Other dogs learn to be defensive aggressive because they are pounced on, lunged at, and some become aggressive because they have been allowed to play in overly aroused manner. Arousal and aggression are on a continuum.

    I have treated a number of of client dogs who have been “normal” and become aggressive to dogs in general after certain types of episodes at the park. (not just the dog park, but other off-leash AND on leash areas where dogs are off-leash and uncontrolled).

    The interesting part is that it is NOT that hard to train your dog to play and interact politely at the park if you know how. And the skills can prevent a lot of other problem situations too. My dog is ball “crazy” and he can still play at the park (multi-use or dog park) when other dogs are playing with toys because he has a good come when called. This is important also because when we are participating in other sport such as agility it would be inappropriate for him to run after another dog’s toy in that situation too (or a toy some dog is playing with across the street, etc). In fact even my 80 year old parents’ young ACD can play fetch, play with other dogs, fetch, and come when called at the park away from trouble. That’s just part of safe dog handling skills and learning to keep your dog out of situations that can make another dog defensives (and that can actually harm your own dog behaviorally).

    If you’re interested in seeing the consequences inappropriate play (vs appropriate play) and are a veterinarian you can attend my lecture on Dog Parks and Doggie Daycare: Is all Play Safe on VIN next next month and at select seminars next year. Anyone else who is interested in what other trainers— Trish King and Ian Dunbar—may want to read the Dog park Etiquiette article in the links above. A large percentage of trainers tend to avoid dog parks due to the issues it can create in “normal” dogs. I also have upcoming blogs of video that show some problem play and how to fix it.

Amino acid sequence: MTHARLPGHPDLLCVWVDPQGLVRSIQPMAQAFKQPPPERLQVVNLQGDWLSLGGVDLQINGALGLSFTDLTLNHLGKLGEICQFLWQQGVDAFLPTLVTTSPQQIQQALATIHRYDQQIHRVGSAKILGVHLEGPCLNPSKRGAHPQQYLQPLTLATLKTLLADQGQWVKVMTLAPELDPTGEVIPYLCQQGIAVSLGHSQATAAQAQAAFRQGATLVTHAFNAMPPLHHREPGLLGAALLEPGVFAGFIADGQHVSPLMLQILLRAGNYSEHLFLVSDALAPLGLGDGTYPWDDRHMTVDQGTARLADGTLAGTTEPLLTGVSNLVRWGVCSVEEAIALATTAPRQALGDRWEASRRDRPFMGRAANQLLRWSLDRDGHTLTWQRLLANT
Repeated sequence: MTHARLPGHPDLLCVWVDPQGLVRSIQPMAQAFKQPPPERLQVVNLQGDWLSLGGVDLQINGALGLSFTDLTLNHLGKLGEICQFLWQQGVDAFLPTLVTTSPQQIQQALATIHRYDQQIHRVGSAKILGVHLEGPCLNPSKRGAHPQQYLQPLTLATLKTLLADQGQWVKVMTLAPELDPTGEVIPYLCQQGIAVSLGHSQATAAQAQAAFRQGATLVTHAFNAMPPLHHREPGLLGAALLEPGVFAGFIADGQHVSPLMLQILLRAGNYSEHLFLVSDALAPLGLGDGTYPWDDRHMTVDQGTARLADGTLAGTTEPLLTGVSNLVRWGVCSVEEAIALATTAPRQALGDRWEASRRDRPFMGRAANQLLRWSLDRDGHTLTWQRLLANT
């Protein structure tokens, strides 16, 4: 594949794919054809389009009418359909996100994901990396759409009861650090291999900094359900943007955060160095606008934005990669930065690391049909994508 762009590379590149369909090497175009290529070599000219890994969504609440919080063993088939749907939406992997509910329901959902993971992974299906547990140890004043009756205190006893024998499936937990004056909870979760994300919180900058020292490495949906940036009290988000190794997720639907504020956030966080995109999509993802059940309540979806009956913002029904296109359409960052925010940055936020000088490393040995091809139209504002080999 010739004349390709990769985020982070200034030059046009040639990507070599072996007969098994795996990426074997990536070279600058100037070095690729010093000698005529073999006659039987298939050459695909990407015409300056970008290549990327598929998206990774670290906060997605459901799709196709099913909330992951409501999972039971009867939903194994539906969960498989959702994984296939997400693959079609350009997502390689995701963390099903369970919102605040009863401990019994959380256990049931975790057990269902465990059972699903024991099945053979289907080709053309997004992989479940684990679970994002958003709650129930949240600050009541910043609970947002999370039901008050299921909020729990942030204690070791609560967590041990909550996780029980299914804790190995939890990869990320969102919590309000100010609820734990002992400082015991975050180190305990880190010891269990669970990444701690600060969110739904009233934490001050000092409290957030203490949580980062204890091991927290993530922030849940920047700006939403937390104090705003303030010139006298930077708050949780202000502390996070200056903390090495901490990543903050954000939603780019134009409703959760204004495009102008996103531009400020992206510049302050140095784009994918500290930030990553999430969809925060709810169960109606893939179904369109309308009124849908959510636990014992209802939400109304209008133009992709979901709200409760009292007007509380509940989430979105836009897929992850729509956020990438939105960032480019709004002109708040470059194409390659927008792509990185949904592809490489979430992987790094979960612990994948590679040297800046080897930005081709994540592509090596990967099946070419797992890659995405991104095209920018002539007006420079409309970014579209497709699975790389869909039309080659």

14. Debated chiming in on this, but off-leash dog parks are something I am very passionate about. Like many city dwelling, renting, dog owners, I am crazy about my dog, but with the housing market in Vancouver the way it is these days, I realize I will likely never be able to provide him with a fenced in private yard. We love visiting off-leash areas and the dog beach to get his ya-yas out with a vigorous game of fetch.

    I think it’s a very positive step that people are discussing etiquette, even if we aren’t all in 100% agreement. It will help us keep our expectations consistent when visiting these parks, even if it is ‘at our own risk’. Parks that are abused by owners, not picking up after their dogs, allowing nuisance barking, digging, etc. get closed, and I’d hate to lose our parks. I think this etiquette is especially important for ‘mixed use’ parks, like Dallas Road, where people expect to be able to bike, run, play catch, whatever, without being harassed by unruly dogs.

    I’ll admit that my dog doesn’t have a perfect history of perfect behavior, and I think other adopters of ‘rescues’ or ‘pound puppies’ of any age will agree that it can be a bit of a journey to getting there. So I think it’s important to be accommodating and supportive to other users and utilize the infractions as a training opportunity, for both the dogs and the humans. Instead of ‘your dog shouldn’t do that’ perhaps ‘it would be more accommodating to other users if your dog was able to ___.” And give them a chance to train their way there. Perhaps even some constructive suggestions to help them get there faster. A lot of these less desirable behaviors are perfectly natural for dogs to exhibit (ie. barking to get the other dogs to play with it), so it may take time for the owner to learn to redirect the dog appropriately. I guess what I’m trying to say is that while these behaviours are NOT OKAY and shouldn’t be condoned, they are not unforgivable, either. We are all learning our entire lives, the same probably goes for our dogs. So to suggest that these people shouldn’t use the park or are not welcome goes a bit to far, at least to me.

    1. Thank you! This is what I tried to express, less eloquently in my comment, and by the way the same goes for kids at a playground. These behaviors are not polite, but the dogs are learning and many people are still learning the etiquette, and learning how to be dog trainers. And someone who has a polite dog today, may find in another situation that their dog is the one being rude, and may realize they were a bit hasty to judge.

    2. This is totally dead-on!!
      If people do not like ‘normal’ dog behavior, they should not go to a dog park. All dogs are learning and training at different rates,